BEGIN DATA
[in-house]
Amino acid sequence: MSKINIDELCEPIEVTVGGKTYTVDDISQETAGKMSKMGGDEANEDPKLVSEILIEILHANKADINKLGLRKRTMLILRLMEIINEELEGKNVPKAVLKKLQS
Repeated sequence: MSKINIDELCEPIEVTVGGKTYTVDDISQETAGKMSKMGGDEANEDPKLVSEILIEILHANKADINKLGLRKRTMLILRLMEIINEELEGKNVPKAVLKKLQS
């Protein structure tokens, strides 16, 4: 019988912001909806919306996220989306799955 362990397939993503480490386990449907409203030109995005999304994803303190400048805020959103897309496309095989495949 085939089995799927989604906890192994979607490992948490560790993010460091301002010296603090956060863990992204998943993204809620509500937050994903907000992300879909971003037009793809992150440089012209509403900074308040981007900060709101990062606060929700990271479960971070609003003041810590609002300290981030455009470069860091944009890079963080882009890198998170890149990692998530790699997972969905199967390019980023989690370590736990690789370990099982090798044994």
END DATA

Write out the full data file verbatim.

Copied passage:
[in-house]
Amino acid sequence: MSKINIDELCEPIEVTVGGKTYTVDDISQETAGKMSKMGGDEANEDPKLVSEILIEILHANKADINKLGLRKRTMLILRLMEIINEELEGKNVPKAVLKKLQS
Repeated sequence: MSKINIDELCEPIEVTVGGKTYTVDDISQETAGKMSKMGGDEANEDPKLVSEILIEILHANKADINKLGLRKRTMLILRLMEIINEELEGKNVPKAVLKKLQS
């Protein structure tokens, strides 16, 4: 019988912001909806919306996220989306799955 362990397939993503480490386990449907409203030109995005999304994803303190400048805020959103897309496309095989495949 085939089995799927989604906890192994979607490992948490560790993010460091301002010296603090956060863990992204998943993204809620509500937050994903907000992300879909971003037009793809992150440089012209509403900074308040981007900060709101990062606060929700990271479960971070609003003041810590609002300290981030455009470069860091944009890079963080882009890198998170890149990692998530790699997972969905199967390019980023989690370590736990690789370990099982090798044994």